Sunday, Jun 24, 2018
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Biker gang described as 'rogue nation'

Members of the Outlaws Motorcycle Club killed, sold drugs, and stole motorcycles as part of an organized crime conspiracy that constituted a "rogue nation,'' federal prosecutors told jurors yesterday in U.S. District Court.

Defense attorneys argued that not only were their clients not guilty, they weren't organized in any way that constituted a criminal enterprise.

Opening statements were held yesterday in the trial of 14 Outlaws facing a variety of charges including racketeering based on acts such as murder and drug dealing.

"We think that when you hear all the evidence you'll conclude the Outlaws were a rogue nation within our nation,'' Joe Wilson, an assistant U.S. attorney, told the jury.

Defense attorneys for the 14 men, many of whom are middle-aged and had long hair pulled back in pony tails, told the jury that the government wouldn't be able to show any conspiracy existed.

Defense attorney George Gerken, who represents David Hannum, 60, of Dayton, said his client was a fun-loving guy who loved to ride motorcycles. More importantly, he told the jurors that Mr. Hannum, who is accused of selling drugs, wasn't part of any conspiracy.

None of the defendants is from Toledo, but three are from northwest Ohio. Others are from Dayton, Indianapolis, Fort Wayne, Ind., and Louisville. Overall, there are 38 people named in the 101-page indictment. The 14 currently on trial face racketeering charges. Others named in the indictment are scheduled to stand trial in July.

James "Frank'' Wheeler, the Outlaws' former international president, is the most high-profile defendant in the trial.

Wheeler, 61, of Indianapolis, was sentenced to 16 1/2 years in prison in January after being convicted in federal court in Tampa of racketeering and other crimes. He was the Outlaws president from 1997 until his arrest in 2002.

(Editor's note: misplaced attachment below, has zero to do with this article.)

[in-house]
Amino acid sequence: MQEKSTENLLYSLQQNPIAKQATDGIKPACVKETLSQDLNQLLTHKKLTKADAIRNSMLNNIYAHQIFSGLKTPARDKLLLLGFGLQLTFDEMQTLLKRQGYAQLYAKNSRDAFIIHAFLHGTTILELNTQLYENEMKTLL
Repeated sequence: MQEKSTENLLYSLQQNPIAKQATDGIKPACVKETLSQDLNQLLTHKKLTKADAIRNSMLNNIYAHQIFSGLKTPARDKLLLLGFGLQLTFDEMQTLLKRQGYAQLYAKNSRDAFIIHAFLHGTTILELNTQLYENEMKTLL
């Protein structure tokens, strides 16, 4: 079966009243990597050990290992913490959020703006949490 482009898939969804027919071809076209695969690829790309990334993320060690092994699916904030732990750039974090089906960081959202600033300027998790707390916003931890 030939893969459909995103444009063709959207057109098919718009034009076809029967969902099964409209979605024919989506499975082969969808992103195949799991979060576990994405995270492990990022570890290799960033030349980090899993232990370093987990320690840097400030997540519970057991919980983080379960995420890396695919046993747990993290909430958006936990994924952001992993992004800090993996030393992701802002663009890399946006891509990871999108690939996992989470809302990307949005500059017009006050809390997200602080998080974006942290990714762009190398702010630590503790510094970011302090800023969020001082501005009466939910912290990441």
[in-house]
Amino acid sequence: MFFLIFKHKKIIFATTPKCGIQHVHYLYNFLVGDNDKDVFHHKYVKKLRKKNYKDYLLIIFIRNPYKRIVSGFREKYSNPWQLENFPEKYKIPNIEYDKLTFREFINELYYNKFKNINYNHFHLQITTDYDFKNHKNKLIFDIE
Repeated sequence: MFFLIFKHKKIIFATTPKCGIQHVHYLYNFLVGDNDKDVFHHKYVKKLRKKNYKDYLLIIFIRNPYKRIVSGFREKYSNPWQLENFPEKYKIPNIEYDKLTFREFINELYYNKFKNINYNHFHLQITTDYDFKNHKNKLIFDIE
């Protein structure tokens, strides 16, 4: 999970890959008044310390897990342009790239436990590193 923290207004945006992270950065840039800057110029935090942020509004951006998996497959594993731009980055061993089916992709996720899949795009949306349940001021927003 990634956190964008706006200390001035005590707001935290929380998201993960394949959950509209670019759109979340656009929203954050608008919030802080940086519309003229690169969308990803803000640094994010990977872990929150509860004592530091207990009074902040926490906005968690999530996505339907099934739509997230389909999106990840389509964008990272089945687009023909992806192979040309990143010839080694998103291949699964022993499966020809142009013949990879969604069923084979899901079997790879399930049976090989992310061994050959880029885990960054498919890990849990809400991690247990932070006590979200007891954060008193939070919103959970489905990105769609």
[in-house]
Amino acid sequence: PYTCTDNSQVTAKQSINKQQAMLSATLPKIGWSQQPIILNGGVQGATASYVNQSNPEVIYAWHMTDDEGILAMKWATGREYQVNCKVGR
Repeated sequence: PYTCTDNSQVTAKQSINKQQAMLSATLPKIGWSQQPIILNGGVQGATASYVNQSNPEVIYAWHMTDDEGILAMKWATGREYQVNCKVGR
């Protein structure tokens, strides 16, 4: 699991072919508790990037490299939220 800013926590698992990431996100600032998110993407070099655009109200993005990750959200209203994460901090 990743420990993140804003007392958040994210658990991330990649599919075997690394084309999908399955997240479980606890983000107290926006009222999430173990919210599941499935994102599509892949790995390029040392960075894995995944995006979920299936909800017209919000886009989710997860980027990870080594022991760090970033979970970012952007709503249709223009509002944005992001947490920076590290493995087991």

Wheeler was part of organizational meetings in such places as Cancun, Mexico, Oklahoma, and Toledo to discuss drug dealing, according to the indictment. Mr. Wilson said Wheeler purchased one to two kilograms

of cocaine a month for $22,000 to $27,000 a kilo for distribution.

"Cocaine use was rampant within the organization and other drugs as well,'' Mr. Wilson said.

David Doughten, one of Wheeler's attorneys, said his client was an avid motorcyclist who was primarily "an administrator'' of the Outlaws, but with little power over what other members did.

"The association was so loose and so disorganized that what was going on, Frank had no control over,'' he said.

The defense attorneys attempted to separate their clients from the rest of the defendants. John Thebes represents Glen Carlisle, a 37-year-old Bucyrus man accused with another defendant of fatally shooting a man in a Dayton strip club, according to the indictment.

Mr. Thebes said the government wouldn't be able to prove the killing, and urged skepticism about the rest of the charges.

Contact Dale Emch at:

or 419-724-6061.

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